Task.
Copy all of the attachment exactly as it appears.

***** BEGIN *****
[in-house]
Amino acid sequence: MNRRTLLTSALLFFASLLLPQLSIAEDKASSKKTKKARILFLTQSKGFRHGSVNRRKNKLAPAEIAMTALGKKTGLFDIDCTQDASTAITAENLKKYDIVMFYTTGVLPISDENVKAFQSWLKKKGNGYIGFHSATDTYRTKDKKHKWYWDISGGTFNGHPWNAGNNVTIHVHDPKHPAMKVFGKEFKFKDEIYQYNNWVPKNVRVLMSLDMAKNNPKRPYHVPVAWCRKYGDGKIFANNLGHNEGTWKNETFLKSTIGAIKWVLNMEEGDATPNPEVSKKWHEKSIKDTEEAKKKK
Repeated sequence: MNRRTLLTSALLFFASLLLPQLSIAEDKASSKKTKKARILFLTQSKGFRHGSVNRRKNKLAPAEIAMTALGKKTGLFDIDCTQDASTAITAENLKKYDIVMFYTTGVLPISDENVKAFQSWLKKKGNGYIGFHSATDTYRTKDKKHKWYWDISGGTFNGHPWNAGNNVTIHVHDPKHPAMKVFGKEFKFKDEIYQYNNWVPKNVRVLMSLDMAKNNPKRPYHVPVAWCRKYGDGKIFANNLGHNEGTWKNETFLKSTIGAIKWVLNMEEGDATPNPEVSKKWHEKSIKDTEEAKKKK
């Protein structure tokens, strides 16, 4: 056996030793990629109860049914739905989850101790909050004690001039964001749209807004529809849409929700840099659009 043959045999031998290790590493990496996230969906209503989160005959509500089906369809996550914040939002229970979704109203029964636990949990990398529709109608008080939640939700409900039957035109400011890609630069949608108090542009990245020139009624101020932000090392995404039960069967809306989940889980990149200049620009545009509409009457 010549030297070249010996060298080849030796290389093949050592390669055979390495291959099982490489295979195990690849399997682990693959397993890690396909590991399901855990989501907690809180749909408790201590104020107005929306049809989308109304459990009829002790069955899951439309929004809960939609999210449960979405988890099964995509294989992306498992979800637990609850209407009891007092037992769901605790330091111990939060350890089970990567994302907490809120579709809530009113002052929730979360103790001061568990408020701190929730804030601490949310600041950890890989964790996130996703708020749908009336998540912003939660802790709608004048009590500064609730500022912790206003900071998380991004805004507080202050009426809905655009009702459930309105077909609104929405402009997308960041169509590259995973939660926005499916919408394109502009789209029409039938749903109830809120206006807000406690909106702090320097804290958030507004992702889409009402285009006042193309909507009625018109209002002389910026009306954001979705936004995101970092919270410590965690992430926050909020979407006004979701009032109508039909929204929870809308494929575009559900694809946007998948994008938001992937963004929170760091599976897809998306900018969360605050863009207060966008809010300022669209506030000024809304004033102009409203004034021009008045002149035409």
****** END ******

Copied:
[in-house]
Amino acid sequence: MNRRTLLTSALLFFASLLLPQLSIAEDKASSKKTKKARILFLTQSKGFRHGSVNRRKNKLAPAEIAMTALGKKTGLFDIDCTQDASTAITAENLKKYDIVMFYTTGVLPISDENVKAFQSWLKKKGNGYIGFHSATDTYRTKDKKHKWYWDISGGTFNGHPWNAGNNVTIHVHDPKHPAMKVFGKEFKFKDEIYQYNNWVPKNVRVLMSLDMAKNNPKRPYHVPVAWCRKYGDGKIFANNLGHNEGTWKNETFLKSTIGAIKWVLNMEEGDATPNPEVSKKWHEKSIKDTEEAKKKK
Repeated sequence: MNRRTLLTSALLFFASLLLPQLSIAEDKASSKKTKKARILFLTQSKGFRHGSVNRRKNKLAPAEIAMTALGKKTGLFDIDCTQDASTAITAENLKKYDIVMFYTTGVLPISDENVKAFQSWLKKKGNGYIGFHSATDTYRTKDKKHKWYWDISGGTFNGHPWNAGNNVTIHVHDPKHPAMKVFGKEFKFKDEIYQYNNWVPKNVRVLMSLDMAKNNPKRPYHVPVAWCRKYGDGKIFANNLGHNEGTWKNETFLKSTIGAIKWVLNMEEGDATPNPEVSKKWHEKSIKDTEEAKKKK
């Protein structure tokens, strides 16, 4: 056996030793990629109860049914739905989850101790909050004690001039964001749209807004529809849409929700840099659009 043959045999031998290790590493990496996230969906209503989160005959509500089906369809996550914040939002229970979704109203029964636990949990990398529709109608008080939640939700409900039957035109400011890609630069949608108090542009990245020139009624101020932000090392995404039960069967809306989940889980990149200049620009545009509409009457 010549030297070249010996060298080849030796290389093949050592390669055979390495291959099982490489295979195990690849399997682990693959397993890690396909590991399901855990989501907690809180749909408790201590104020107005929306049809989308109304459990009829002790069955899951439309929004809960939609999210449960979405988890099964995509294989992306498992979800637990609850209407009891007092037992769901605790330091111990939060350890089970990567994302907490809120579709809530009113002052929730979360103790001061568990408020701190929730804030601490949310600041950890890989964790996130996703708020749908009336998540912003939660802790709608004048009590500064609730500022912790206003900071998380991004805004507080202050009426809905655009009702459930309105077909609104929405402009997308960041169509590259995973939660926005499916919408394109502009789209029409039938749903109830809120206006807000406690909106702090320097804290958030507004992702889409009402285009006042193309909507009625018109209002002389910026009306954001979705936004995101970092919270410590965690992430926050909020979407006004979701009032109508039909929204929870809308494929575009559900694809946007998948994008938001992937963004929170760091599976897809998306900018969360605050863009207060966008809010300022669209506030000024809304004033102009409203004034021009008045002149035409």